Lillian Tørlen

Lillian Tørlen is a ceramic artist  living and working in Norway. Her work is site-related and inspired by the environment where the work will exist, inviting the viewer to pause, contemplate and re-evaluate space.

If you had access to all the powers, how would you improve the world?
Make everybody feel the security that so few are fortunate to have.

What are the biggest sustainability challenges in your work and how are you addressing them?
Though ceramics is a natural product with a long lifespan there are challenges. One of them is that I’m solidifying clay in a process that can’t be unmade. You can’t change ceramic back to clay to be used again. So, my main problem currently is what to do with broken pieces and those that come out of the kiln as rubbish or unusable. Recycling them in such a way that facilitates a new life is not yet readily available. Together with a colleague I’ve been thinking of ways to reuse our broken or discarded pieces, but nothing solid has yet come out of it. Though we have some ideas that we’re working on. For now I try to be conscious by reclaiming and reusing scraps of dried clay, and not to fire pieces I deem subpar. I make scaled down prototypes in order to test ideas, rather than full size ones.

Which conscious lifestyle choices are you making? And are you considering any new ones?
At the moment I’m doing more exercises. I got a puppy that keeps me on my toes and makes long walks unavoidable.

What have you rebelled against in the past, and what are you rebelling against now?
I don’t feel like a rebel to be honest. I just like to follow my own way and do things how I want to do them. Nobody has tried to stop me from that, so there hasn’t been a need to rebel. If I rebel at something, it is the routine acceptance of “how things are”. I’m trying to see things a different way, from my own point of view, pushing boundaries and constrictions.

Do you think dishware can still be improved? If yes, in what way?
I don’t know if improved – with regards to functionality – but certainly rethought.

What was the inspiration for your Steinbeisser pieces?
As I often have a point of departure in human psychology and how we relate to our surroundings, this time I’ve played with function and dependency. Both in how the ceramic and wood pieces relate to each other, as well as the relationship between individuals and the objects in the handling of them. I wanted to play with the idea of function/non-function and the interaction between people and objects in the context of dining. The inspiration was the idea of co-dependency, the roles we take and how we rely on each other in sometimes unproportionate ways. I think of functional dishware as a supportive structure of the meal, something to serve on and eat off. And hopefully it looks good while doing it. I wanted to have the dishware turn the table on this notion and make pieces that would themselves need supporting structures, other objects to prop them up, and diners and service staff to help out. Something that would make demands, and that unabashedly would be complicating the dining experience. At the same time, they have a fragility and vulnerability, in that they actually are kind of helpless, without support they don’t work.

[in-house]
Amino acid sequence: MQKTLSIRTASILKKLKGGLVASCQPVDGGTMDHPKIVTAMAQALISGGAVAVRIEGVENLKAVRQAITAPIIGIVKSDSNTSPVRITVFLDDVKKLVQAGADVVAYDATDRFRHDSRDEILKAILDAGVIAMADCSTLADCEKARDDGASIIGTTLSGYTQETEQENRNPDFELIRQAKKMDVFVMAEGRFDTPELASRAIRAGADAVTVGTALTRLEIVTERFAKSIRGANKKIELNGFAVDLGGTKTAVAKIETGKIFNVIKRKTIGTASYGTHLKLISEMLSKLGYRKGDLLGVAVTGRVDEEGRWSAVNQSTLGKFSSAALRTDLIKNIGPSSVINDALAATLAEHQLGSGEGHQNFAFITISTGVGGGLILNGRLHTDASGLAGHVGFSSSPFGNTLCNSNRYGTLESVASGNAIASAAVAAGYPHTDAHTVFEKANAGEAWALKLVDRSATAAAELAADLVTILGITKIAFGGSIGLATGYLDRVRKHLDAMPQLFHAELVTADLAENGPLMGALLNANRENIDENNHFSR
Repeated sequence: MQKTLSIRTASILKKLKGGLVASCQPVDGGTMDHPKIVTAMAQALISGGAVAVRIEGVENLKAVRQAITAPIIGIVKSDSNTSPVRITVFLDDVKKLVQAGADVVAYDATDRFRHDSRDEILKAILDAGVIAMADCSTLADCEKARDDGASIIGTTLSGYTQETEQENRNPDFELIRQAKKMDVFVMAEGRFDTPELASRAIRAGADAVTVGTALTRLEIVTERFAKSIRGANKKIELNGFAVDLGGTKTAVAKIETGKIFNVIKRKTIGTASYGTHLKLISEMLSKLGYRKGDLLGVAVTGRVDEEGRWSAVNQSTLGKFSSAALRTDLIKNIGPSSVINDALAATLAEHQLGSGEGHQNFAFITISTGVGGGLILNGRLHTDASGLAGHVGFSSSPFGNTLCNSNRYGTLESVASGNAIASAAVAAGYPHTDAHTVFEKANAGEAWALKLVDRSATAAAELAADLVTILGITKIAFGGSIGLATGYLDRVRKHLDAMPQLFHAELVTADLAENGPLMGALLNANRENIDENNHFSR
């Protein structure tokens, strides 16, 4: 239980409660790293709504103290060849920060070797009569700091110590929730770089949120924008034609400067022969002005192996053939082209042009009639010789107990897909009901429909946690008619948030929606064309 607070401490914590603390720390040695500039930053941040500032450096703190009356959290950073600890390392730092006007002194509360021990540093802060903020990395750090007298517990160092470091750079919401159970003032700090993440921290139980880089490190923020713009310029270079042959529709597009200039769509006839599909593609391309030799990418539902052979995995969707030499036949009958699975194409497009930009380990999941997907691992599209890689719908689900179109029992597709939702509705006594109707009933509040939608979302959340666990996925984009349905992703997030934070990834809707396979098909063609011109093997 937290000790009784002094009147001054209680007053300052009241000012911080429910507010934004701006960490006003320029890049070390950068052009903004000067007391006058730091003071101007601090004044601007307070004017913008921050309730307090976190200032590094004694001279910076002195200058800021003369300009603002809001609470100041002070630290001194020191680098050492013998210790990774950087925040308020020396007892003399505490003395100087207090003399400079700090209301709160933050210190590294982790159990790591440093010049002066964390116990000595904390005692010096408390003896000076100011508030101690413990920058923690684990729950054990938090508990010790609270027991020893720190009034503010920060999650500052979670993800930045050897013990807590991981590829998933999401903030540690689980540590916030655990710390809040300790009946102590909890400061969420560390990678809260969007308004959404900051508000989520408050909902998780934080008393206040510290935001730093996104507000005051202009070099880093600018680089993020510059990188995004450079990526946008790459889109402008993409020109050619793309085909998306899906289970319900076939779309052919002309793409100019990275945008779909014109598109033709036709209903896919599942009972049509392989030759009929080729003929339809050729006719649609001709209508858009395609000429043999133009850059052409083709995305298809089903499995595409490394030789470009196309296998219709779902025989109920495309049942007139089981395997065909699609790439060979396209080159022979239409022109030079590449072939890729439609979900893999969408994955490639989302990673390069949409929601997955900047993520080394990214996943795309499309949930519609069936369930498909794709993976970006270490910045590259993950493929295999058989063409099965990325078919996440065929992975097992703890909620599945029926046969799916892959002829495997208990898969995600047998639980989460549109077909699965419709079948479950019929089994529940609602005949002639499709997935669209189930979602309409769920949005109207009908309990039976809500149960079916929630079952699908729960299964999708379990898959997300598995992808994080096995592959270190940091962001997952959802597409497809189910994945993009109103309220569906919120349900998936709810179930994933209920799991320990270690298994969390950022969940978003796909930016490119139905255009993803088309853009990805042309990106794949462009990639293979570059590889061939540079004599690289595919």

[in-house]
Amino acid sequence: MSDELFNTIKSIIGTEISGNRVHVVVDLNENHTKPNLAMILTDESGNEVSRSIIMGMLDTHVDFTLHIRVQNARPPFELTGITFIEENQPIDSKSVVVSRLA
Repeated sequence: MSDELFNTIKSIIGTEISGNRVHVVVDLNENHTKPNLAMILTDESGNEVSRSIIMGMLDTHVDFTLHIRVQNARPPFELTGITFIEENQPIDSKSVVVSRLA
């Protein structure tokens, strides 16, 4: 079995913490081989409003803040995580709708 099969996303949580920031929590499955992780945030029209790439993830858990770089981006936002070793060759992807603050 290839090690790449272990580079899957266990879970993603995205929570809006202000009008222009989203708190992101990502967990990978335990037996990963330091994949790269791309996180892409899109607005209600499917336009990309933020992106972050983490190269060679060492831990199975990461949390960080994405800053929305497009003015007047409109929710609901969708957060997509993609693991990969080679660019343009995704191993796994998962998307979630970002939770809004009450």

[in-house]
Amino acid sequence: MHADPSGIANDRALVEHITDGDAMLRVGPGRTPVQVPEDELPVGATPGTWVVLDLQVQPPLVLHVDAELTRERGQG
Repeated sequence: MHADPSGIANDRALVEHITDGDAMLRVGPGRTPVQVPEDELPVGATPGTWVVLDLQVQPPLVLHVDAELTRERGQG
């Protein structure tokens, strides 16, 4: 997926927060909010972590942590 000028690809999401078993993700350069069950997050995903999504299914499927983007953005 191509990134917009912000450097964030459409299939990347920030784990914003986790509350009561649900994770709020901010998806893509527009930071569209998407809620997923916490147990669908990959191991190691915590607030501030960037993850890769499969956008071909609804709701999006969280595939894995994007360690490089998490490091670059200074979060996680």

Describe your work in 3 words!
Playful. Poetic. Reflective.

What kind of materials do you use and where do you get them from?
The clay is bought and mixed to get the textures and colours I’m looking for. The “supports” are made out of wooden scraps and leftovers. I’ve got difficulty throwing/walking away from nice materials, though I don’t really have the space to store them. This project gave me an opportunity to go “hey, I knew I was saving this for a reason!”. In addition, bits were found in the cut off pile at the local wood shop, a few bits of trees that we cut down in my parents’ garden, a piece from the neighbour of a friend and so on. I don’t like wasting things, but I also like giving importance to things that aren’t necessarily perceived to have a value. Some are kept almost as they were, whilst others are shaped and adapted to fit, before coating them with a protective layer of oil.

What has been your favorite dinner experience?
There’s been quite a few good ones. What they have in common is great food combined with drinks that elevate and enhance the flavours, that the food excites me and that I experience something new. The setting of the place and the people around me also make a big impact on the experience.

What excites you about tomorrow?
That it hasn’t happened yet, so anything is possible.

What are your 3 favorite pieces on Jouw…?
The works of Joo Hyung Park, Jochen Holz and Adam Knoche.